A mother and child

When to Avoid Breastfeeding

With the benefits of breastfeeding being broadcast far and wide, some women feel shamed into doing it. However, the advent of healthy formula being means that breastfeeding is no longer a necessity. And not only is it a very personal choice, sometimes it isn’t best from a health perspective. While the act of breastfeeding can induce bonding and the release of certain hormones that can reduce anxiety, if nursing itself is a stressful or painful experience for either party, chances are that’s going to negate any productivity. Additionally, some medications and treatments can make breastfeeding dangerous, as can certain illnesses of either mother or infant. 

Medications and Treatments

While not every medication is expressed through the breast milk to such an extent that the infant will actually receive any of the effects, there are some that can be dangerous to babies. Some medications known to be likely problematic include:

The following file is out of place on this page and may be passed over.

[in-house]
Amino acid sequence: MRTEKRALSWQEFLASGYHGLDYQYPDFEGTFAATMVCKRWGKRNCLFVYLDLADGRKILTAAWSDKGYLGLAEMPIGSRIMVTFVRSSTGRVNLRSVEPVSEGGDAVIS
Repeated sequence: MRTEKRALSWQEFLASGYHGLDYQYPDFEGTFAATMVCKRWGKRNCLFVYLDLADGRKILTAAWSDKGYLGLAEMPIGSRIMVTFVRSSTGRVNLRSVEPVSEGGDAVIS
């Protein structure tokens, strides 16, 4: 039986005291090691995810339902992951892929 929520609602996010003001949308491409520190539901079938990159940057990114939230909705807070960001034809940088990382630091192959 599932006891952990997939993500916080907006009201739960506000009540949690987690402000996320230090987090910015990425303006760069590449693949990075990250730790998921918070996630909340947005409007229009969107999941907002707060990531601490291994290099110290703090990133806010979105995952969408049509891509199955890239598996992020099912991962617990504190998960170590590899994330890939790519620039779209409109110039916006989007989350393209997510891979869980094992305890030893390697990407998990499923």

• Medications for anxiety, depression, or mood stabilizing
  • Estrogen-based birth control
  • Migraine medications
  • Antiretrovirals
  • Sleep aids

The treatment for some illnesses and cancers can also make breastfeeding a bad idea. Mothers undergoing chemotherapy or radiation are also highly advised against breastfeeding. Illegal drugs can also be very harmful to infants when consumed through breast milk. 

Illnesses in Mothers

Most common bacterial and viral infections do not pose a threat to an infant via breast milk. However, since even the lightest cold or flu in an adult can be very serious for a baby, it’s usually a good idea to pump the milk and have someone who is well provide it to the child. Alternatively, there are some illnesses that can make breastfeeding unsafe. Mothers with the human immunodeficiency virus, (HIV) the virus that causes AIDS, human T-cell lymphotropic virus type I or II, or active tuberculosis should not breast feed.

Additionally, while some chronic illness do not pose a threat for babies, breastfeeding may be difficult for an unwell mother. Women with diabetes, thyroid disorders, some bowel diseases, or those who are dangerously underweight must be extremely careful to provide themselves with enough nutrition. 

Rarely, anatomical abnormalities may make breastfeeding difficult or impossible; women who have undergone breast augmentations may have significant difficulty in this regard as well. 

Illnesses in Babies

Some conditions of an infant can make breastfeeding a bad choice as well. Galactosemia is a metabolic disorder in which the infant cannot process sugar galactose and requires a special diet that cannot be derived from breast milk. 

Last Updated: October 29, 2015